Speaking in Tongues: When the disciples of Jesus experienced the initial outpouring of the Holy Spirit described in Acts 2, they were given the sudden and miraculous ability to speak in many human languages. Later, letters by St. Paul described the Holy Spirit praying through people “in groans that words cannot express” (Rom. 8:26) and speaking in “tongues of angels” (1 Cor. 13:1). Today, the gift of tongues is understood in both forms—as a miraculous ability to speak a foreign language, and as a miraculous ability to speak in an angelic language (also called a “prayer language” or “praying in the Spirit”). Some believers consider tongues the initial manifestation of the baptism in the Holy Spirit; others argue that all Christians are given a prayer language, but not all choose to use it. 


Interpretation of Tongues: The gift of interpretation is the power to understand and translate an angelic or foreign tongue. Some Charismatic and Pentecostal services will feature a believer speaking in an angelic tongue for a few moments, then interpreting it as an exhortation to the congregation (1 Corinthians 14:5).


Other Holy Spirit(ual) Matters:

Baptism in the Holy Spirit: Pentecostals and Charismatics emphasize that Jesus foretold the Pentecost: “For John baptized with water, but in a few days you will be baptized with the Holy Spirit” (Acts 1:5). Many church services end with calls not only for repentance and acceptance of salvation but also the baptism in the Holy Spirit. Ministers will lay hands on a believer and ask God to pour out his Spirit, often waiting for the person to speak in tongues or be slain in the Spirit as an initial sign of baptism.  


Laying on of Hands: When Pentecostal and Charismatic believers pray for someone, they often place their hands on the person, following the practice described in Acts 8:19 and 2 Tim. 1:6. Ministers usually place their hands over a believer's head, sometimes also anointing the person with oil, as instructed in James 5:14. In healing prayers, hands are often laid directly onto the portion of the body in need of restoration. The laying on of hands can be quite dramatic, as when a preacher grasps the head of a believer during a faith healing service. But it can also be a casual practice in Pentecostal and Charismatic settings; believers lay hands on one another during prayers of all kinds.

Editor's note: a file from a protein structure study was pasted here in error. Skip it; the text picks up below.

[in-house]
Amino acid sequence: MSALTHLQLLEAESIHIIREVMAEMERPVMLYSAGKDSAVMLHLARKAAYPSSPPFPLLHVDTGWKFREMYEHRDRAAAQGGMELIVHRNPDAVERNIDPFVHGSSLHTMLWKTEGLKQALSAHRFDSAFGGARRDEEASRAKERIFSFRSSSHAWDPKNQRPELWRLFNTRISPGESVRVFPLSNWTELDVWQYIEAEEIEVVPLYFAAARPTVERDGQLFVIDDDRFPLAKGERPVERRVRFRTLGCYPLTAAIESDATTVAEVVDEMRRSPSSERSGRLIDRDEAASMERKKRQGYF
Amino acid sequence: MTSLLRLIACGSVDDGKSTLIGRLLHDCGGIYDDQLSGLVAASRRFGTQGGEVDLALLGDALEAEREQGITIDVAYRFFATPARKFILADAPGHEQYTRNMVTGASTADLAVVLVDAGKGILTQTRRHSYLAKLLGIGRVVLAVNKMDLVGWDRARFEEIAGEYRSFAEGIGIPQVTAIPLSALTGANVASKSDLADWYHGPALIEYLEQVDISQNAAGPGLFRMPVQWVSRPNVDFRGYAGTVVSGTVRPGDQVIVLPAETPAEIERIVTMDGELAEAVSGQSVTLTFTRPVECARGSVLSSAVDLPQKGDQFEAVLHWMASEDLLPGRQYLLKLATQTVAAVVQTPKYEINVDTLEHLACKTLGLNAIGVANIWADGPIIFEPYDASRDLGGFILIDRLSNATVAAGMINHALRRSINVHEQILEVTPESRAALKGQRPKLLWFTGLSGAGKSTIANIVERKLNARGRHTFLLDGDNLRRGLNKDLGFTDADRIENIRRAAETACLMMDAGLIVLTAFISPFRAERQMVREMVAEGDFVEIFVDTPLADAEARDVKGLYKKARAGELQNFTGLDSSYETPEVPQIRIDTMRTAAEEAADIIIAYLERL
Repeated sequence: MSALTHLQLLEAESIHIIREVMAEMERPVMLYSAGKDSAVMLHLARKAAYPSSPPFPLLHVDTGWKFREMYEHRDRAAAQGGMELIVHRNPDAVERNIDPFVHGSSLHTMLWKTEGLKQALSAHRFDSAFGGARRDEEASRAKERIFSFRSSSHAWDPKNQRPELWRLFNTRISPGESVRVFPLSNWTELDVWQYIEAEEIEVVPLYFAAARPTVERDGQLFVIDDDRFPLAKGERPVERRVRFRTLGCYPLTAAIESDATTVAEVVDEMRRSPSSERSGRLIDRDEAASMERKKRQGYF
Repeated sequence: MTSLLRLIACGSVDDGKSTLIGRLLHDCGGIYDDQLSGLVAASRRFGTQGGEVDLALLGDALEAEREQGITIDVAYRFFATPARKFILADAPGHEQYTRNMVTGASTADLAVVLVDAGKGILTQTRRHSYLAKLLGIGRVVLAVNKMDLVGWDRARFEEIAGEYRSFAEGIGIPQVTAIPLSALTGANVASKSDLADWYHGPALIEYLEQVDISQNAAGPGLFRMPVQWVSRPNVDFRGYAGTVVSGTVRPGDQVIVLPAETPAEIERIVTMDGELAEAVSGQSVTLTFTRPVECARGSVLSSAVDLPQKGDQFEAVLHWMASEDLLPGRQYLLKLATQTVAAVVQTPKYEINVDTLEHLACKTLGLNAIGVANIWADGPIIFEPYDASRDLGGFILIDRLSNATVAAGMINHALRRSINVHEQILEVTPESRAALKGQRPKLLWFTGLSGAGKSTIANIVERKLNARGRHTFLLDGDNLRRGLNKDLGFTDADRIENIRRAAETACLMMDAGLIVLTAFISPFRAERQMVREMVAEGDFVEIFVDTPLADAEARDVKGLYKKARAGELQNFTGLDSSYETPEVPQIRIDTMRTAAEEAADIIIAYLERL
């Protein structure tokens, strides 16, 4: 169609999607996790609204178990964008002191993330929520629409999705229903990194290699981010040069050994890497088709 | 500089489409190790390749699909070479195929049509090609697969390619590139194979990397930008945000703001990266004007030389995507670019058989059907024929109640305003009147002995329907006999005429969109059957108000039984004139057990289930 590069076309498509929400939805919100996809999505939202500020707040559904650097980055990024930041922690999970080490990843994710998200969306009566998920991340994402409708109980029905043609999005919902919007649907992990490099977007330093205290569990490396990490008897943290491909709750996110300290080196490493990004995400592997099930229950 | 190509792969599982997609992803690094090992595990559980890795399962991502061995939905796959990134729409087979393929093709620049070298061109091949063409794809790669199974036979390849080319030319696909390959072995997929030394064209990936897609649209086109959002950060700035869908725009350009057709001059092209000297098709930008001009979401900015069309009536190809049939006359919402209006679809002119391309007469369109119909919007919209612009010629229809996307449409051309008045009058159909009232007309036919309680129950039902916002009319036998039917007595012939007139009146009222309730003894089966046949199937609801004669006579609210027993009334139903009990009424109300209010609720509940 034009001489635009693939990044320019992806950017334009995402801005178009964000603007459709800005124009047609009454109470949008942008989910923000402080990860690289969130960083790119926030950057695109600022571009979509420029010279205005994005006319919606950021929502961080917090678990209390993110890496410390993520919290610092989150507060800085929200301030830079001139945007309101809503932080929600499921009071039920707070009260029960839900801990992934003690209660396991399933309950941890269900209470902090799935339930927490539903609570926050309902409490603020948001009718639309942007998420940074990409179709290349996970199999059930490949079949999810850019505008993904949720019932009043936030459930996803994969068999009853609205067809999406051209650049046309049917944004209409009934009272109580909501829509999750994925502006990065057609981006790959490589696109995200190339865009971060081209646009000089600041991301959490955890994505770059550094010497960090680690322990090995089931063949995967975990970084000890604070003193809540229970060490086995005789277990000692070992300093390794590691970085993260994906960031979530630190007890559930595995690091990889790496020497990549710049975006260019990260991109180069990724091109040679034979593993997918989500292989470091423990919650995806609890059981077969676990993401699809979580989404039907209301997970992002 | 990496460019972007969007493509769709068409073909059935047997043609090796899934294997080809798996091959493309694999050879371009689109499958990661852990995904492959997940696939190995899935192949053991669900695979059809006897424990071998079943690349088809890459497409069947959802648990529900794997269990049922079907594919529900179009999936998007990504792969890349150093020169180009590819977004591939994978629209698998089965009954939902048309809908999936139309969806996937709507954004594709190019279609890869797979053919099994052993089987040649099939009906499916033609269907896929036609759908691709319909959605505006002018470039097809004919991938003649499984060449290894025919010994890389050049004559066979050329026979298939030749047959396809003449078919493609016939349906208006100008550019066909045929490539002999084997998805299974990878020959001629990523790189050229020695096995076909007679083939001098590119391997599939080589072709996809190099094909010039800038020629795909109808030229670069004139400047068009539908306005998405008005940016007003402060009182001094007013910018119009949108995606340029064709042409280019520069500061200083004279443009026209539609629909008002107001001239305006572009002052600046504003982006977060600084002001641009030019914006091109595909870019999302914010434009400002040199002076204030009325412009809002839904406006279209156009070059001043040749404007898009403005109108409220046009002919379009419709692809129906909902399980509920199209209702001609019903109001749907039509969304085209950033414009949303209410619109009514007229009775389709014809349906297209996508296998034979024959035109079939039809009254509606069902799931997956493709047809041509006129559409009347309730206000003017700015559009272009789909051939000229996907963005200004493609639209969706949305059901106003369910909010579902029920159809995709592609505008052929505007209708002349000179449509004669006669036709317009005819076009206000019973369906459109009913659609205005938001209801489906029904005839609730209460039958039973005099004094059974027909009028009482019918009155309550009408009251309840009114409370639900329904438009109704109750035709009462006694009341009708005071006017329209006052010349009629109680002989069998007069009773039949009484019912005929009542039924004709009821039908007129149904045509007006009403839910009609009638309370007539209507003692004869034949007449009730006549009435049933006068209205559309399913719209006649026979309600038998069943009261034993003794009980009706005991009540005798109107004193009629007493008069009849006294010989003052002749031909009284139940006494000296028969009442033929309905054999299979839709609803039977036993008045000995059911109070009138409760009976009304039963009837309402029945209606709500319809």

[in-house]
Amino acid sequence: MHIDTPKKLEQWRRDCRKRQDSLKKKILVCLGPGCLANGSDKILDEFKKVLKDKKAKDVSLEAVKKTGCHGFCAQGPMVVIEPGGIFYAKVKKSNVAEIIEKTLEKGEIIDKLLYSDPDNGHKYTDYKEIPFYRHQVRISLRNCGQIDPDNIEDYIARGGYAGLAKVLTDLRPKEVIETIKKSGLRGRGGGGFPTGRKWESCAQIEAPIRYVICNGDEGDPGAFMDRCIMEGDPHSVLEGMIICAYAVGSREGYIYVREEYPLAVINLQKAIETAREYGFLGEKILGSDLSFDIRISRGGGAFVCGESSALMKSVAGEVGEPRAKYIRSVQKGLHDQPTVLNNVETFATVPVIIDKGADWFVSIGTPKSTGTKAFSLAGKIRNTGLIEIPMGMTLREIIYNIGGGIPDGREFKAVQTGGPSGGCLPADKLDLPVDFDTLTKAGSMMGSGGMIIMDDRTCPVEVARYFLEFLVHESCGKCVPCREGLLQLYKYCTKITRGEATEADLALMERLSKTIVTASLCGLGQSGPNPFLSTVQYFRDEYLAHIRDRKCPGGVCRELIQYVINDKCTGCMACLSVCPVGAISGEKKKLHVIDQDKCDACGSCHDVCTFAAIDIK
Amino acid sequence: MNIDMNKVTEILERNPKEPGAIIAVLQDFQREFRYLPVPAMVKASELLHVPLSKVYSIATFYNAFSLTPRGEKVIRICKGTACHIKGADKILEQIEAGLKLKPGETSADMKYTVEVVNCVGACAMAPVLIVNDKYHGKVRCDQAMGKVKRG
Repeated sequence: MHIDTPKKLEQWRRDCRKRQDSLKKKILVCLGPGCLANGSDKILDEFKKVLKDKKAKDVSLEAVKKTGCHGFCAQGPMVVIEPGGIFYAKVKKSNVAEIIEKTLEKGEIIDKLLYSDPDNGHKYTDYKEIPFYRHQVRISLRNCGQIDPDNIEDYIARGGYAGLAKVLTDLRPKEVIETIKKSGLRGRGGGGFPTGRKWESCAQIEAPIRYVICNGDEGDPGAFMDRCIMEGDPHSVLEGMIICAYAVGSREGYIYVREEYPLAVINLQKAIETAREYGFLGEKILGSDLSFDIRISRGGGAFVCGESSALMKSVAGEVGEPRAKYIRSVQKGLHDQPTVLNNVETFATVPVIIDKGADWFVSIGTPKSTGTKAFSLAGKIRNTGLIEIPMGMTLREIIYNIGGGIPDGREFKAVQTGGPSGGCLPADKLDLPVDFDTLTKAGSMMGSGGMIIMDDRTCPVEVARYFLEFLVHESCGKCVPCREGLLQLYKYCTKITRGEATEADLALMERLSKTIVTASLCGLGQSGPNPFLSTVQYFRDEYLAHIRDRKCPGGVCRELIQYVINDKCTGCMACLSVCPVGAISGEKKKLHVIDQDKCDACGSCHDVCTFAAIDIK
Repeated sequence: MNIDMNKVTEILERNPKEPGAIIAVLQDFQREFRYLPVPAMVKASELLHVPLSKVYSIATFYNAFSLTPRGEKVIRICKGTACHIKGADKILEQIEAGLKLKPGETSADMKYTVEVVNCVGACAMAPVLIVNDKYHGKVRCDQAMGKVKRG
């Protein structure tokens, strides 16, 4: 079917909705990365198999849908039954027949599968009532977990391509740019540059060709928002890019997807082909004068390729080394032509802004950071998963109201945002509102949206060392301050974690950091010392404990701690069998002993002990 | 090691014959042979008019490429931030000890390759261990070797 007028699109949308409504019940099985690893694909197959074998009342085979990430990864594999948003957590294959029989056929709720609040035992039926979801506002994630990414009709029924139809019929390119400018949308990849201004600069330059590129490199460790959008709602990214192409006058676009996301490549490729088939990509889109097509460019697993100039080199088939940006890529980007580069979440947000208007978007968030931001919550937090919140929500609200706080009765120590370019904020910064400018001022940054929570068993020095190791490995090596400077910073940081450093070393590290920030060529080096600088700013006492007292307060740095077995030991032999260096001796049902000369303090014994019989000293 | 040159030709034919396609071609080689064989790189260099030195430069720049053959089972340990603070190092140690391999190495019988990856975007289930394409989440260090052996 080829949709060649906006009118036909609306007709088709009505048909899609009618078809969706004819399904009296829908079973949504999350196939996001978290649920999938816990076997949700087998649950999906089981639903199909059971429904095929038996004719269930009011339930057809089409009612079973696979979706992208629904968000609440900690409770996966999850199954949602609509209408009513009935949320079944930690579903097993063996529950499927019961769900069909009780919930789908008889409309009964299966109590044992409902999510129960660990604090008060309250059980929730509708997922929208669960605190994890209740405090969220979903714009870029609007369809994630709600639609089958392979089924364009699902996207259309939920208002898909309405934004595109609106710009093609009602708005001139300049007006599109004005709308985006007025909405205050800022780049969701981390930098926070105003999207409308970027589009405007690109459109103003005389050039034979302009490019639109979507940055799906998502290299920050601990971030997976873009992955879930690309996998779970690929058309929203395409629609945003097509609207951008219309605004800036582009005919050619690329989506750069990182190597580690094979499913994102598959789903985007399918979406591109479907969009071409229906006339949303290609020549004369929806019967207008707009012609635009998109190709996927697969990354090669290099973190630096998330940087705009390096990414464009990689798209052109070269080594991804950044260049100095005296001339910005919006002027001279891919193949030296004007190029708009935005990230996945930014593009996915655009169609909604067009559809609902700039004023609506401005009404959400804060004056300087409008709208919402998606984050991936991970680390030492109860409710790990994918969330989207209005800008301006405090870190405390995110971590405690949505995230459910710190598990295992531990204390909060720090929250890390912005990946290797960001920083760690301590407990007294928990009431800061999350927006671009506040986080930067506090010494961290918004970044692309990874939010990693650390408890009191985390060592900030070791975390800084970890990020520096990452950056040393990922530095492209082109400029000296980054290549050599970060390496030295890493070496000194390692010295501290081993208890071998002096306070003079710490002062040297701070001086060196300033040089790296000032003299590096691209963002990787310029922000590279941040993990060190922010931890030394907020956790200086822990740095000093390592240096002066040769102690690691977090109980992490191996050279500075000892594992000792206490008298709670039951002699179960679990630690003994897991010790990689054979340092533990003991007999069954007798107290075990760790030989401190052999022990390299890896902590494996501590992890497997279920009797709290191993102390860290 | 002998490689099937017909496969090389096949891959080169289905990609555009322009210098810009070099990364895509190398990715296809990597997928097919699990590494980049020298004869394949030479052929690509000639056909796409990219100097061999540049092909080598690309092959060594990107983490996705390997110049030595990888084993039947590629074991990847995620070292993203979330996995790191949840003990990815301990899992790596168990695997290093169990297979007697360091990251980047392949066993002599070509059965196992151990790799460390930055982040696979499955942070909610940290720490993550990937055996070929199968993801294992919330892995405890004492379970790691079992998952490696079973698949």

Being "Slain in the Spirit": In some prayer, revival, or church services, believers will go limp, fall to the ground, and lie still for a few moments or--in some cases--hours. Those who are slain may experience visions, slight trembling, or a sense of deep peace. Though the phenomenon of being slain sometimes occurs suddenly, it usually happens after a minister lays hands on someone and prays for him or her. In fact, many services are designed to facilitate those who are slain, with people assigned to catch the slain and to cover the legs and ankles of slain women who are wearing dresses. The phrase "slain in the Spirit" does not appear in the Bible, but Pentecostal and Charismatic theologians have pointed to many passages for evidence, including 2 Chronicles 5:14, where the temple priests fell under the power of God, and Acts 9:4-8, where Saul/Paul has a vision of Jesus and falls to the ground.


Callings: The Holy Spirit is often said to give someone a gift of a certain talent, mission, or lifestyle. An ability to play the piano and lead others in worship might be a gift of music; a decision to remain single might be a gift of celibacy; suffering persecution to the point of death could be a gift of martyrdom. In addition, particular expressions of Christian ministry (especially those listed by St. Paul in Ephesians 4, such as apostle, prophet, evangelist, preacher, and teacher) are also considered gifts given by the Holy Spirit.